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Allergic Response

Allergic Response

 

Allergic Response
Image Number: 111-187
Dimensions: 12 X 16" @400 dpi
Media Used: Airbrush
Formats Available: Digital
Title: Allergic Response
Customization: Available
Image Description:  Cellular events tell the story of extreme allergic response (anaphylactic shock) to an allergen such as pollen. Commercial requests only. Minimum license fee is $300. No student or classroom requests will be answered. Copyright Teri J. McDermott

© Teri J. McDermott
Portfolio
Artist/Company Bio:
Teri J. McDermott, M.A. C.M.I. earned a Masters' degree in Instructional Design/Television in 1978 from the University of Missouri in Columbia, Summa Cum Laude. She holds a Bachelor of Science Degree in Medical Art, Cum Laude, from the University of Illinois Medical Center (1975). She has conducted a successful full-time freelance practice since 1981, working primarily with editorial, advertising and patient education projects, with clients both in the U.S. and overseas. Teri has been an honorary Clinical Assistant Professor with the program in Biomedical Visualization, University of Illinois Medical Center, Chicago, since 1985. Teri has been a professional member of the Association of Medical Illustrators since 1977, earned her Fellowship in 1988, and was among the first group of medical illustrators to become board certified in 1993. She served as President of the AMI from 1994-5. She is also a founding member of the Illustrators Partnership of America (IPA). Teri has been an invited speaker at numerous national and international conferences over the past twenty years, including the Association of Medical Illustrators, the Association of Educational Communications Technologists, the Guild of Natural Science Illustrators, the Illinois Trial Lawyers Association, the Medical Artists Association (Great Britain), the AEIMS Association (Europe) and the Australian Institute of Medical and Biological Illustration. Her work was included in The Best in Medical Advertising and Graphics, vols. I & II, and in exhibitions at Chicago's Museum of Science & Industry, the Rochester Institute of Technology, and elsewhere in the US, Australia, Great Britain and France. By invitation, Teri presented a one-person show of 65 color paintings at Chicago's International Museum of Surgical Sciences in 1994. Teri's illustrations have won over thirty awards for creative excellence from the Association of Medical Illustrators, the World Congress on Biomedical Communications, DESI Awards for Graphic Design: USA, the Rx Club of New York, and others. Her life and work were showcased in a feature article published by Airbrush Action magazine in its February 1997 issue. Although a perfectionist at traditionally executed work, Teri currently produces and delivers her work in digital media.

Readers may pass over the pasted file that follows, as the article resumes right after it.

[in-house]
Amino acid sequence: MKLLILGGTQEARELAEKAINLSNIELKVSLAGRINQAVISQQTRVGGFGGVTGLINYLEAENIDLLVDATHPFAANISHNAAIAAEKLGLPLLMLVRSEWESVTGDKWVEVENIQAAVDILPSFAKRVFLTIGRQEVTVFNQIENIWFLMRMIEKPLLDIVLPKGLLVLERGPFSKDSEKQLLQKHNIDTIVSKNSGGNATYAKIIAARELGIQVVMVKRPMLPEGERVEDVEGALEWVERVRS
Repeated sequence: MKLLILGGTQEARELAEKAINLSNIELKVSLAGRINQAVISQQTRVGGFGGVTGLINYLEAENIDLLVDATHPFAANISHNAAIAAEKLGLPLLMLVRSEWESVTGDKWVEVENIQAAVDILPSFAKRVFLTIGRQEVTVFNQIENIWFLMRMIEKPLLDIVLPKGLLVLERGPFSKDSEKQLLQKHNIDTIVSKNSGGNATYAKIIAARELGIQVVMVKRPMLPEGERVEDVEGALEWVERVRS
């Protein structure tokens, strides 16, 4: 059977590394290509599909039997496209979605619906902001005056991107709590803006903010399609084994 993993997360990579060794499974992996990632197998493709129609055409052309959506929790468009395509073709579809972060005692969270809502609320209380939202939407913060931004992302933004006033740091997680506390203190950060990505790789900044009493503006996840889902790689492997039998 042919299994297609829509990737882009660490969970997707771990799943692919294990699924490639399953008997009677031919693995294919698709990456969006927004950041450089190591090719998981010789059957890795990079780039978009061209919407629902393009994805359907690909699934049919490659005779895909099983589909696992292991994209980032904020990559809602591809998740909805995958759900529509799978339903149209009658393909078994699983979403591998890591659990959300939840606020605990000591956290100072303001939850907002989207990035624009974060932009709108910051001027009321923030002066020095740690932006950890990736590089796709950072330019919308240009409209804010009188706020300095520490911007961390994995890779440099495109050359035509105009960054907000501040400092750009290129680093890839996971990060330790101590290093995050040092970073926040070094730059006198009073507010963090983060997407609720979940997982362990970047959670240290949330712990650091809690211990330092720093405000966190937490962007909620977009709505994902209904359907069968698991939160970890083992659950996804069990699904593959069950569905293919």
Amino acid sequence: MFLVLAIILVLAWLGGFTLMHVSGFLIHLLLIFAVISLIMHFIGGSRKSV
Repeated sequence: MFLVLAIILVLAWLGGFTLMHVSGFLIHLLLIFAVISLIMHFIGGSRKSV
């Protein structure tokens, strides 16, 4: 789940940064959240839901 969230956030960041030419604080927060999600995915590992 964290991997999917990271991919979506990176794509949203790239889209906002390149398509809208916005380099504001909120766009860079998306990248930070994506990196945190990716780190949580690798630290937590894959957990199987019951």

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Additional Related Images to:
Allergic Response


  View Image #111-187 Allergic Response #111-187  
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Cellular events tell the story of extreme allergic response (anaphylactic shock) to an allergen such as pollen. Commercial requests only. Minimum license fee is $300. No student or classroom requests will be answered. Copyright Teri J. McDermott


  View Image #139-038 Allergic Response to Pollen #139-038  
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Allergic response causes release of histamine by mast cells triggered by the crosslinking of protein from pollen grains in the nasal passage.


  View Image #118-076 Allergy, Hypersensitivity Anaphylactic Response #118-076